£60m savings outlined by Newcastle County Council

Newcastle City Council has detailed proposals on how it plans to save £60 million to set balanced budgets over the next three years.

The proposals state how the authority will bridge the £20 million gap next year and broad proposals for years two and three, proposing a council tax rise of 2.95 per cent and implementing the government’s one per cent Adult Social Care Precept, meaning an extra 3.95 per cent rise in bills for residents.

Additionally, the plans detail some more controversial measures, including 100 jobs losses over the next three years, charge for replacing general waste and recycling wheelie bins, closing the City Library at 5pm three days a week and not opening on Sundays and charging Blue Badge holders for parking in multi-storeys and off-street car parks.

To raise income for when government funding ceases altogether after 2020, the council is looking to increase income from renting out more office space at the Civic Centre, increase council tax on empty properties in line with legislation and increase income through selling advertising and sponsorship including bridge banners and large format digital advertising.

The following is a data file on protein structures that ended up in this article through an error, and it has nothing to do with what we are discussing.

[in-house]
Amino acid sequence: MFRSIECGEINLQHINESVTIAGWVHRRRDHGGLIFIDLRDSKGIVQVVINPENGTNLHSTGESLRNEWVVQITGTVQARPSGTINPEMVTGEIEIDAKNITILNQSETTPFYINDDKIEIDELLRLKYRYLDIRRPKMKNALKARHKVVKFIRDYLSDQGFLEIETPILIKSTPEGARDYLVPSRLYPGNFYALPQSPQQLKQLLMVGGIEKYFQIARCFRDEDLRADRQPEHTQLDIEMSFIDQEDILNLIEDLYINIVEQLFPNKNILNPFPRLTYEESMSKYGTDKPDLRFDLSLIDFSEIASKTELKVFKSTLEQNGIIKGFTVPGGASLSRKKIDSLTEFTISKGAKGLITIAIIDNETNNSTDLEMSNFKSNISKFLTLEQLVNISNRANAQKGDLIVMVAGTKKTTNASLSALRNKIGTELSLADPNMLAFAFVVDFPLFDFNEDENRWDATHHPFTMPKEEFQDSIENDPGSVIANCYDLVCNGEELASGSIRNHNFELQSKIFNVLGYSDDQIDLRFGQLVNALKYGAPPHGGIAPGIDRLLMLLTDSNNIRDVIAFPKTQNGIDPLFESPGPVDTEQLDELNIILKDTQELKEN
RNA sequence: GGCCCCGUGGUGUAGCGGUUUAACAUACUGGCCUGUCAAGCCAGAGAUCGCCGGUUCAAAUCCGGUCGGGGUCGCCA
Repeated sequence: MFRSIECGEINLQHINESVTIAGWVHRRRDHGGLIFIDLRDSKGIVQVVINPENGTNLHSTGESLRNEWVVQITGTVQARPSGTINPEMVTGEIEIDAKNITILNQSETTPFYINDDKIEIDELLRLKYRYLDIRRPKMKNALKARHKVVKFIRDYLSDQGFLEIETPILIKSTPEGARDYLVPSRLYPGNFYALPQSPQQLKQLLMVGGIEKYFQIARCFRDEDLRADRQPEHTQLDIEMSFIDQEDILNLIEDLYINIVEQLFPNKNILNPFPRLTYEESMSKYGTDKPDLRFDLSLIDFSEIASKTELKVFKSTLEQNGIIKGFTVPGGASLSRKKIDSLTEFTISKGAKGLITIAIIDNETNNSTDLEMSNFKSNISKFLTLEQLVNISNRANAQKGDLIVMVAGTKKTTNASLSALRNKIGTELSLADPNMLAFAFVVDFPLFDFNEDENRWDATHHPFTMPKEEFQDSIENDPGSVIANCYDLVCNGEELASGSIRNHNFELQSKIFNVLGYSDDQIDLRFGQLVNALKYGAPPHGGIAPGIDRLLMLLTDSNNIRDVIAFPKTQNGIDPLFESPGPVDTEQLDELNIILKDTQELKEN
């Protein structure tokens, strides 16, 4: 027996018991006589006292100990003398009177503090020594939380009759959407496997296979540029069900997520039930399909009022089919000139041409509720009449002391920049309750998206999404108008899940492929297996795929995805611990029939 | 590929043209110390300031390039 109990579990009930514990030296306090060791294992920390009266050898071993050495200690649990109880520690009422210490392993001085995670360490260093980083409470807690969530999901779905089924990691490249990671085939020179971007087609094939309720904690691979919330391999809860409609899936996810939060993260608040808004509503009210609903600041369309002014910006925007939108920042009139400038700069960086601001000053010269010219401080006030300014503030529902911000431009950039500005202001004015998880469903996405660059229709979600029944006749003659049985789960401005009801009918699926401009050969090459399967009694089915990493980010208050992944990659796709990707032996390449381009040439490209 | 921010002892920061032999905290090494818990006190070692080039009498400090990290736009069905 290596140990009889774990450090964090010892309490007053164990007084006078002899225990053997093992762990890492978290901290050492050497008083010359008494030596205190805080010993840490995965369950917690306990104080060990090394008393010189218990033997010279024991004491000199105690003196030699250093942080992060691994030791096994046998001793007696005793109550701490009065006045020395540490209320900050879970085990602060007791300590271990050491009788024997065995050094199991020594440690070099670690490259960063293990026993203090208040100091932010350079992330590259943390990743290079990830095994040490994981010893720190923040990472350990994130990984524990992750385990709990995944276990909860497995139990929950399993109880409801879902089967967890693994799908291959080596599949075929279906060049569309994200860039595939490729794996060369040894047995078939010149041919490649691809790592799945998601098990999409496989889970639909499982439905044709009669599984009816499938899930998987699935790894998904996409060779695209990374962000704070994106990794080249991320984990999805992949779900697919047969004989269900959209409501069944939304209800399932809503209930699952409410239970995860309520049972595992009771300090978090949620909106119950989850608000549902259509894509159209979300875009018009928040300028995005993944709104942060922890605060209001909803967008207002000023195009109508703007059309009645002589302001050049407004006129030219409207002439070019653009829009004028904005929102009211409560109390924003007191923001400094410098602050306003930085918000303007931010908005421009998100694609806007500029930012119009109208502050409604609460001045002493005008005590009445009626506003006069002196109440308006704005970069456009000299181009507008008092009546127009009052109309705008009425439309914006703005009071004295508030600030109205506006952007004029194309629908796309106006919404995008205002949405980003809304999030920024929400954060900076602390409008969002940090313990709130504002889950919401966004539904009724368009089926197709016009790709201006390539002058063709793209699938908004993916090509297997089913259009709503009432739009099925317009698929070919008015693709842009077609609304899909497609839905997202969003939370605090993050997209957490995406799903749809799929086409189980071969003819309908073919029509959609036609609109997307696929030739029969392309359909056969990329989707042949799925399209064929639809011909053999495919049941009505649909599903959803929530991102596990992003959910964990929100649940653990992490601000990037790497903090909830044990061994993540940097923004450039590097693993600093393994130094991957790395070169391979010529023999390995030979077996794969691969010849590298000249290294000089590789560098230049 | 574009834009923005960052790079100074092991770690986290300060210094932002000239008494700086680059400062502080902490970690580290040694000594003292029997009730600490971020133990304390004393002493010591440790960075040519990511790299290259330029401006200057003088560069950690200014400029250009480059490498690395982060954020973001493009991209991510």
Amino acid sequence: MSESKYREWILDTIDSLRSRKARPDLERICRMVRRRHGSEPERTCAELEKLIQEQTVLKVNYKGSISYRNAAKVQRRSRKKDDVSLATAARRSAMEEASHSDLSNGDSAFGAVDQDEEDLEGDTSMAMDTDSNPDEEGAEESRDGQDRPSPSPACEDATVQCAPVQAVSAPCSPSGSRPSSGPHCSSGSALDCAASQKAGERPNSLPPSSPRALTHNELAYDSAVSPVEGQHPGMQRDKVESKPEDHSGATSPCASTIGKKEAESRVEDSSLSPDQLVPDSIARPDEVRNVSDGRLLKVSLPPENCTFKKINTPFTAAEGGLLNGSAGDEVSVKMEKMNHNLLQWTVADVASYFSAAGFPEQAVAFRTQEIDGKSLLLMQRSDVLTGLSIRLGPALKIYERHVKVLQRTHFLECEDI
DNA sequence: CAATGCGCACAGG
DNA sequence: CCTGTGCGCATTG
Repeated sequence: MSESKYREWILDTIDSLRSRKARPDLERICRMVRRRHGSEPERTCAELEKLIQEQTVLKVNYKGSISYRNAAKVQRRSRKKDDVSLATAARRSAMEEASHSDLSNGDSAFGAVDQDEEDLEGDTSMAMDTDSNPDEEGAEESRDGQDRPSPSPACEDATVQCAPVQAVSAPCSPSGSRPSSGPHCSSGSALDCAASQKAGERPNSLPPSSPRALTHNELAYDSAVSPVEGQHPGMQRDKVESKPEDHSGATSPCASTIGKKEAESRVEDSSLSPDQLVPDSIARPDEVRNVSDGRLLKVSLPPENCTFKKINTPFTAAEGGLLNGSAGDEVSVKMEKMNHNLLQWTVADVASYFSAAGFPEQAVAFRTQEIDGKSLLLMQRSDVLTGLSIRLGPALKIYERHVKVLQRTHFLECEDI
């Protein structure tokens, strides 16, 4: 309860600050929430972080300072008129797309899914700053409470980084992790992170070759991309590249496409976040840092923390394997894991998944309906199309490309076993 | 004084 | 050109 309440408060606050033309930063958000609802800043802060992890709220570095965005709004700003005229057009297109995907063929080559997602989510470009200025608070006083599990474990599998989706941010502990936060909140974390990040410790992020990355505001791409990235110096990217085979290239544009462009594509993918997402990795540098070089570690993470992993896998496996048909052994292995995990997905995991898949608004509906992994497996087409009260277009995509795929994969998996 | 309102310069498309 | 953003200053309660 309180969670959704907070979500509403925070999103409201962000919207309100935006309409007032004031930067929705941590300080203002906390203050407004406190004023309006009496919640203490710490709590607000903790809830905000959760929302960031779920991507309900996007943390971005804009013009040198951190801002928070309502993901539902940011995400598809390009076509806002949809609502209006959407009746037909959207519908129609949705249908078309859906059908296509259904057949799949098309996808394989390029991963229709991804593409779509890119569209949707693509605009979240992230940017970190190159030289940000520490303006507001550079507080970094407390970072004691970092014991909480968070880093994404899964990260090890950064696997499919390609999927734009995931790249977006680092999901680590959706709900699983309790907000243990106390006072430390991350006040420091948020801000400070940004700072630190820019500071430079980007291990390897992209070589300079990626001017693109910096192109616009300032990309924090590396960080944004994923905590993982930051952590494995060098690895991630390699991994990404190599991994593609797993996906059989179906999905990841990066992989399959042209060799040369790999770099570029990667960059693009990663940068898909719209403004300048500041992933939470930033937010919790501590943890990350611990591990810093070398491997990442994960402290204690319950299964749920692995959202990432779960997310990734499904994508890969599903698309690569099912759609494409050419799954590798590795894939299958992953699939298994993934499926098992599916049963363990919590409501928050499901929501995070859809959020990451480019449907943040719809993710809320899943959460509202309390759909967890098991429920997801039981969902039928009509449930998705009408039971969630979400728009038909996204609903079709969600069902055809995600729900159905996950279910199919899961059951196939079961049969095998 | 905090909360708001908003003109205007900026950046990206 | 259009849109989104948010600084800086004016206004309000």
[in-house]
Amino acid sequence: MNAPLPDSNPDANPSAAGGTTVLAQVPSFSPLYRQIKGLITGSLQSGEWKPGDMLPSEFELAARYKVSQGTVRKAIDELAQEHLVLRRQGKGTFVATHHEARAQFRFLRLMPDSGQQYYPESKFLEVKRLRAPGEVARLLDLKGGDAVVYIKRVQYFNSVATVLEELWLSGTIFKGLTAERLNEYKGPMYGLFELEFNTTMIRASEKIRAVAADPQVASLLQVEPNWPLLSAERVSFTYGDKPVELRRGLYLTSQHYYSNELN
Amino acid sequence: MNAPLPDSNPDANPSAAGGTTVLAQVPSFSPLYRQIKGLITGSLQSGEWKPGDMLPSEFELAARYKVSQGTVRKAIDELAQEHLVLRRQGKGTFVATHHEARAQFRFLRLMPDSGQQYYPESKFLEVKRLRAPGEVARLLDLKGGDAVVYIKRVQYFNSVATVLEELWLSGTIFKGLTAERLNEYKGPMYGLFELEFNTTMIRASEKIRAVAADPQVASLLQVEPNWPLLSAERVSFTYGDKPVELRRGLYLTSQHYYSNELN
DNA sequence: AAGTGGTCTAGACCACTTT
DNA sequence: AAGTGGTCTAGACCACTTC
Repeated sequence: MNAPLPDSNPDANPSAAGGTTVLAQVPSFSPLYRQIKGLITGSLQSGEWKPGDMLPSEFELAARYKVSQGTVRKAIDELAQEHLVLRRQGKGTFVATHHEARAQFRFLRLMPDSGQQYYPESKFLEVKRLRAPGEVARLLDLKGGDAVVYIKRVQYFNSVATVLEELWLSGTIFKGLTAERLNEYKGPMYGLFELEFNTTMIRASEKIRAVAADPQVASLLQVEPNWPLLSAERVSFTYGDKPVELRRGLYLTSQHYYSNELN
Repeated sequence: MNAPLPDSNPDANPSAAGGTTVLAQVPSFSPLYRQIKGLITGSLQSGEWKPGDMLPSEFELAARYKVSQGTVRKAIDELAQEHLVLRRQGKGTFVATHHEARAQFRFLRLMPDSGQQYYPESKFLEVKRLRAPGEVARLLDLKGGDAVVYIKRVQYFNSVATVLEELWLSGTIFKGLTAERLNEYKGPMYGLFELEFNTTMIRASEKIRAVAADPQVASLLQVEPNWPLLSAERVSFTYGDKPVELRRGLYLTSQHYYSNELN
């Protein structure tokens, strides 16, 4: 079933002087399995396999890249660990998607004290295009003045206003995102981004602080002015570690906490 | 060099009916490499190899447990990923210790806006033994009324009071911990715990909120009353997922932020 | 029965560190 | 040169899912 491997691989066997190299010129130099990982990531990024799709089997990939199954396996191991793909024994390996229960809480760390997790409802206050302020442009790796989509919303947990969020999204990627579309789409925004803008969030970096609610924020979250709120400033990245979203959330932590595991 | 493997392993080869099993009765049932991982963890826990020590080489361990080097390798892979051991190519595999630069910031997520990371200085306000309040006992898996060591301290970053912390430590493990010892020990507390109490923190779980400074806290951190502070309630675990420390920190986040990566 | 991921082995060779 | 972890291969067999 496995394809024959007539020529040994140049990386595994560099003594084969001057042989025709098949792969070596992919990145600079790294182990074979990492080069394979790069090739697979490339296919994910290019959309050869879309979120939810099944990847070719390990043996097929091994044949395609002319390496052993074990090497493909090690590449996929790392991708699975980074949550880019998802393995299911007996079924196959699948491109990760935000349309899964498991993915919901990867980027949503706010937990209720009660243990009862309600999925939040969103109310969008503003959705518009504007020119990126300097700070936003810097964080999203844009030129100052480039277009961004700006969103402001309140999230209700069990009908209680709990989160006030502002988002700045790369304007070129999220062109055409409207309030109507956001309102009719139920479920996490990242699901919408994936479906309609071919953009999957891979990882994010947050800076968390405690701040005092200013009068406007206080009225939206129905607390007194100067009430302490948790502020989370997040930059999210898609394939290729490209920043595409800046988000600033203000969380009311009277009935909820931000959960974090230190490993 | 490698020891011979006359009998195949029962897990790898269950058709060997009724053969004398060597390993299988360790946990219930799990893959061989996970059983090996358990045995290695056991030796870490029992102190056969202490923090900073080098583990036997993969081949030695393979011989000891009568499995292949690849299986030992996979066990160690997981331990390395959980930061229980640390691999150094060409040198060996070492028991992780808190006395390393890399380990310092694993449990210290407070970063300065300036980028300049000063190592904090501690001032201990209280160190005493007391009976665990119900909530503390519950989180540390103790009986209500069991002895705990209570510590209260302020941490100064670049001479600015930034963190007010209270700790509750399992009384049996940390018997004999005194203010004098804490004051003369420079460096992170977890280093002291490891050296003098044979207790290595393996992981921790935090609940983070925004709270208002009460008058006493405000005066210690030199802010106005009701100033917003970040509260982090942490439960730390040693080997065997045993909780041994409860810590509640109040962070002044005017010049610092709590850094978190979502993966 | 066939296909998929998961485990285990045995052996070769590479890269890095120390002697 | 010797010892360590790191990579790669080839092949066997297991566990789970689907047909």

Nick Forbes, leader of Newcastle City Council, said: “The Prime Minister has announced the end of austerity but there are still big cuts to local government to come. The savings we will have to make over the next three years will bite deeper into the vital services people depend upon. Although the challenges we face are huge, I am confident that if our partners and communities continue to work with us we can overcome them. We have shown time and time again that our city comes together in times of crisis and great stress.

“Despite austerity, Newcastle is one of the fastest growing cities in the UK. More and more people are choosing to live here and with capital investment from the council and our private sector partners, not to mention our ambitious Devolution deal, the city can face the future with confidence.”

The £60 million figure brings the total amount of money the authority will have saved since 2010 to £327 million due to the government’s austerity measures.

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